China on Thursday cut the market-based benchmark lending rate, in line with market expectations as authorities stepped up monetary support to shore up the economy.
The one-year loan prime rate (LPR) came in at 3.7 percent Thursday, down from 3.8 percent a month earlier, according to the National Interbank Funding Center.
The over-five-year LPR, on which many lenders base their mortgage rates, was lowered by 5 basis points to 4.6 percent.
The monthly-released data is based on rates of the central bank's open market operations, especially the medium-term lending facility (MLF) rate. Banks are required to set rates for new loans using the LPRs as the benchmark.
The move came in line with market expectations as the central bank on Monday cut the interest rates of the MLF loans and reverse repos by 10 basis points to lower lending costs for businesses.
Although China's economic growth saw a strong year-on-year rebound of 8.1 percent in 2021, authorities have warned of the triple pressure of demand contraction, supply shocks, and weakening expectations amid an increasingly complicated external environment.
Going into 2022, the macroeconomic environment would be less benign as the stimulus in the advanced economies is being withdrawn while the developing countries still face substantial challenges related to the ongoing pandemic, which will result in weaker export demand, supply bottlenecks and cloudy global prospects, noted Martin Raiser, World Bank's country director for China.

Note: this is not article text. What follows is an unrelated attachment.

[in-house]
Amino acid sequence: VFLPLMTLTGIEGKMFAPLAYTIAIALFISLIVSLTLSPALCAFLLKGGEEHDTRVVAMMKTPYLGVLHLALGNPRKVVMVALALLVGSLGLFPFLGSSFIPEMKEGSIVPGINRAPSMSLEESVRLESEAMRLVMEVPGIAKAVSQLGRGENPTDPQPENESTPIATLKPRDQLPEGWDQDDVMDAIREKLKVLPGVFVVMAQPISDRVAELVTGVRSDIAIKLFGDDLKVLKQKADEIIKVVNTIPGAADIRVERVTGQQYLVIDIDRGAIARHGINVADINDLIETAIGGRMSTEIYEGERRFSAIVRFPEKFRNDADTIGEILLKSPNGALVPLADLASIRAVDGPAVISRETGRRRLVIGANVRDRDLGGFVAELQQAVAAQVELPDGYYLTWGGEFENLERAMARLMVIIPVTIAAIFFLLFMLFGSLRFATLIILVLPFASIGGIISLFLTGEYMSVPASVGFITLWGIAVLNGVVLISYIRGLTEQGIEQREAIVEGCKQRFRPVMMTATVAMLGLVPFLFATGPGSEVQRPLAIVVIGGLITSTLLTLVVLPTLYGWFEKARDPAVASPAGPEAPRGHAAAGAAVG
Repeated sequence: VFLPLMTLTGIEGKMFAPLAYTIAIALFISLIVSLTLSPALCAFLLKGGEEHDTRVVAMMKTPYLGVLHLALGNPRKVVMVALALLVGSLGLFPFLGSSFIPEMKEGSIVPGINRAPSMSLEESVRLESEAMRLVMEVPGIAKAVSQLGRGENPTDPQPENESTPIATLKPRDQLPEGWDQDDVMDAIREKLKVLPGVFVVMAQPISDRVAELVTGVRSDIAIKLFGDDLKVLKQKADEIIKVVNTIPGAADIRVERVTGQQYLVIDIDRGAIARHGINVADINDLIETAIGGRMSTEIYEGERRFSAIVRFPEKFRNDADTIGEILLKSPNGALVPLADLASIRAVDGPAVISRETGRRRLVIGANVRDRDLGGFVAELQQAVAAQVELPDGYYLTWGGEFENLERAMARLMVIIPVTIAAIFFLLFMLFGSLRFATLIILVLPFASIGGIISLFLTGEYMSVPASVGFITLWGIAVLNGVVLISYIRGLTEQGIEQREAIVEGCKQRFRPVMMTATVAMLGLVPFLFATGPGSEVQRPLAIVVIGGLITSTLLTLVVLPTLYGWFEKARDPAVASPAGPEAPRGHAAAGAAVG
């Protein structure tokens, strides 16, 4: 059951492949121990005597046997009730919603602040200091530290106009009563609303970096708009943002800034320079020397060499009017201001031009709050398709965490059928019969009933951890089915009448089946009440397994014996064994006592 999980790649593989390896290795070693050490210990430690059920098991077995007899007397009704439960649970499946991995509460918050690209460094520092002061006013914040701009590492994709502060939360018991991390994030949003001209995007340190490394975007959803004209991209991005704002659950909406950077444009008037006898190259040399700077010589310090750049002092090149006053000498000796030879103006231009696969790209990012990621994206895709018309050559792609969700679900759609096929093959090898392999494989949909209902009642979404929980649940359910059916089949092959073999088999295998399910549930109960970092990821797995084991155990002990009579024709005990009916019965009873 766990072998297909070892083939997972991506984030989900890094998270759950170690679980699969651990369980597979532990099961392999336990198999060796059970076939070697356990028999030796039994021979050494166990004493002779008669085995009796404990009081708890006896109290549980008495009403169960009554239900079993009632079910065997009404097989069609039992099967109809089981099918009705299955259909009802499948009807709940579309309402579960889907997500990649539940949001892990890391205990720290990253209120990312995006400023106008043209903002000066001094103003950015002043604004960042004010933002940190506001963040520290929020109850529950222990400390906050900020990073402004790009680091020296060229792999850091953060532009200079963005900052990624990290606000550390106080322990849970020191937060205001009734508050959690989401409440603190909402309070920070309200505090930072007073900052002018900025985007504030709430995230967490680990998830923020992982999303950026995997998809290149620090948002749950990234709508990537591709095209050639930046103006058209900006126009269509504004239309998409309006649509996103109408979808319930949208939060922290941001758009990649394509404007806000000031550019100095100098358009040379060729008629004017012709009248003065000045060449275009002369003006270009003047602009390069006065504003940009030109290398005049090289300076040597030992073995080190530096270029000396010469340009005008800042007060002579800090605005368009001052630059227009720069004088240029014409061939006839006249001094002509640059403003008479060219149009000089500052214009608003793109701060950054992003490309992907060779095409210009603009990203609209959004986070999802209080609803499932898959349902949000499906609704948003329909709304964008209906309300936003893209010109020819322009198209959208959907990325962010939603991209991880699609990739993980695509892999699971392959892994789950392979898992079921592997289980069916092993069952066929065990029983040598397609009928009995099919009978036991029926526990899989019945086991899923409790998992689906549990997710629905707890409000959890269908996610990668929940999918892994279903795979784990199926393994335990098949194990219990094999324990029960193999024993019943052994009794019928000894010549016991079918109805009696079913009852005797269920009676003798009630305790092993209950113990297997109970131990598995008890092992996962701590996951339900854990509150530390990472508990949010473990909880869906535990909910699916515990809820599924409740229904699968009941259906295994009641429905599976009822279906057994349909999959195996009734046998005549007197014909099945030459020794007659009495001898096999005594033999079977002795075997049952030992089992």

At a press conference on Tuesday, Liu Guoqiang, deputy governor of the People's Bank of China, called for "opening up the monetary toolbox wider" and moving ahead of the market curve to combat downward pressure on the economy.
Since the latter half of 2021, policymakers have been on the move. The central bank has cut the reserve requirement ratio (RRR) for financial institutions twice to offer liquidity to the real economy and launched targeted policy tools to guide money to the desired industries.
The cuts in the LPRs will produce positive effects in expanding domestic demand, stabilizing external demands, and ensuring stable development of the property sector, commented Wen Bin, chief analyst at China Minsheng Bank.
Going forward, China's policymakers will continue to rely on RRR, open market operations, MLF and other monetary policy tools to maintain a reasonable abundance of market liquidity, Wen said, adding structural monetary policy will also be adopted to increase precise support for areas including small and micro enterprises, scientific and technological innovation, and green development.